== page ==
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[16days_discussion] WILPF WPS Nov E-News: 16 Years after UNSCR 1325, Will the Future Ever be Feminist?

Abigail Ruane abigail at
Mon Nov 21 12:04:58 EST 2016

Dear friends and colleagues,

With apologies for cross-posting, please WILPF PeaceWomen November E-News
below. This includes:

   - Analysis of 16th Anniversary of UNSCR 1325 - WILPF action
   <>, Security Council WPS Debate
    and 2015 commitments
   <> monitoring
   - WILPF Security Council WPS Scorecard
   <>and summary of webinar launch
   - WILPF MENA regional consultation recomendations
   - WILPF's Madeleine Rees's statements on US Election
   <> and Wonder Woman
   <> at the UN
   - and more!

Have a lovely Thanksgiving to all who celebrate.

Abbi, Marina, and the WILPF PeaceWomen team

---------- Forwarded message ----------
From: PeaceWomen <info at>
Date: Mon, Nov 21, 2016 at 11:10 AM
Subject: Women Peace and Security November E-News 2016
To: Nela at

Read the newsletter in your own language
November 2016

*Editorial: 16 Years after UNSCR 1325: Will the Future Ever be Feminist? *
*By WILPF PeaceWomen Programme Director Abigail Ruane*

*Special delegation of women leaders from Syria, Libya and Yemen in New
York. (Photo: Marina Kumskova, WILPF PeaceWomen).*

As one of seven women civil society leaders to participate in the Yemeni
peace talks, Rasha Jarhum’s expertise, experience, networks, and commitment
make her a formidable leader. Her sparkling honey coloured eyes, kind but
critical demeanour, and intense gaze are part of a powerful presence.

A few weeks ago, Rasha joined WILPF’s delegation
to New York to call for accountability on the Women, Peace and Security
Agenda. However, 16 Years after the adoption of UNSCR 1325 and one year
after the Global Study on UNSCR 1325
the gap between commitments
and accomplishments is becoming nothing short of absurd.

After concerted campaigns for the first ever woman
and feminist woman
UN Secretary General, the UN confirmed on 13 October another man, and then
on 21 October announced
Wonder Woman as honorary ambassador for women and girls. A few short weeks
later, and just months after Brexit
the U.S. elected Donald Trump
as president.

When women leaders are so so consistently sidelined despite all
qualifications and men continue to be validated no matter what their
qualifications or temperament, and when creeping militarism
through police, aid, peacekeeping and rollback of women’s social and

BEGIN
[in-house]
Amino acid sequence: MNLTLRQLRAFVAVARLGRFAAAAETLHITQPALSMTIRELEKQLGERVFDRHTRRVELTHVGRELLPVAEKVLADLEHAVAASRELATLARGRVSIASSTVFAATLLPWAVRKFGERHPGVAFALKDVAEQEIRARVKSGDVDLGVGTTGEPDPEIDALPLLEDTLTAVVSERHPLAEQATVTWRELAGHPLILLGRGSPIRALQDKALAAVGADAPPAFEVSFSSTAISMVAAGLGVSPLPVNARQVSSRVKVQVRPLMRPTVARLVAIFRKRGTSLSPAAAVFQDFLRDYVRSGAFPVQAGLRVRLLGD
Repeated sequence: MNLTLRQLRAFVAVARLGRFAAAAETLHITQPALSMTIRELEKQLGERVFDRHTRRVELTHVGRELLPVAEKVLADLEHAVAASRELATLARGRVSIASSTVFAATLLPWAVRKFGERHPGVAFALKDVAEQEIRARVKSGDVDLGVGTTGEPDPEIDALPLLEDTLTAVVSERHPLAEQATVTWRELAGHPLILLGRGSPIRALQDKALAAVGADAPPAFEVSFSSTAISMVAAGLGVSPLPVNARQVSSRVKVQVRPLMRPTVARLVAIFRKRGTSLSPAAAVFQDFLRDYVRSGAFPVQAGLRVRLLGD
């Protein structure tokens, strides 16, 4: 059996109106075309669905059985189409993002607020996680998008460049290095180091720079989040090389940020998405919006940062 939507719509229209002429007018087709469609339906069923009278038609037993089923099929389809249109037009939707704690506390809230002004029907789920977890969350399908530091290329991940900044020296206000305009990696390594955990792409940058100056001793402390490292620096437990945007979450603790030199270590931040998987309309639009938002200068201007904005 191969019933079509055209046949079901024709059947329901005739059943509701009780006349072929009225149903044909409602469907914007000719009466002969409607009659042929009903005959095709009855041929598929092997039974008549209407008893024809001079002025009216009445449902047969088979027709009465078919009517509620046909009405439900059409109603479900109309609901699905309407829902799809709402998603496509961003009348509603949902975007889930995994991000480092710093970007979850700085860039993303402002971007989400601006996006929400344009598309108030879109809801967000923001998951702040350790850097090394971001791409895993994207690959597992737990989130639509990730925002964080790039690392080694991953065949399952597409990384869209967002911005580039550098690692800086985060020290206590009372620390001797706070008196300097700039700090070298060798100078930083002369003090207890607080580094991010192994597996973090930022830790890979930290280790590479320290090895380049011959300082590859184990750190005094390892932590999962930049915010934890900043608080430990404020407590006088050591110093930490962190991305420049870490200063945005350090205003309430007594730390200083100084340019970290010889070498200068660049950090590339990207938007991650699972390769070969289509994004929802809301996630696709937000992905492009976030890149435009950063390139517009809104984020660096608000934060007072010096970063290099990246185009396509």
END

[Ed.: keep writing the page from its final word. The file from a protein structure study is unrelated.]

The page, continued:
economic rights continue, the promise of gender equality and peace begin to
look like a joke.

In today’s world, it is becoming clearer by the minute that we are tilting
toward a world defined by, for, and about strong-men
In the current climate of fear, many people are sliding into reactive
action based on triggered biases rather than pro-active approaches based on
thoughtful analysis for longer-term strategic action. This reactive
approach tends toward dividing the world between “us” and them” and tends
to condone command and control action against “evil” (them) for “good”
(us), based on groups based on race, religion, or sexual orientation and
gender identity.

It is critical that we not succumb to a constantly reactive crisis response
cycle based on implicit and explicit biases. Instead, we must cultivate
democratic inclusion and social justice for collaborative action, long term
conflict prevention, and sustainable peace. We must take action to transform
violent masculinities
take down the stranglehold of the military-industrial complex
and re-think economic policy for social justice
including through participatory and social solidarity economic alternatives
aimed at community resilience rather than profit. We must re-set the peace
with women peace making peace rather than men with guns dividing power, finance
women-led civil society’s
work, and take action to #MoveTheMoney
from war to peace.

Today we face a galvanising moment: What kind of world do we want to live
in? What kind of world will we – through action, acquiescence, or
opposition – create?

It is critically urgent for all of us to step up our game. We must
mobilise, build our communities, and support each other in our demands for
social justice.

Another world is possible. We need all of us to turn the tide.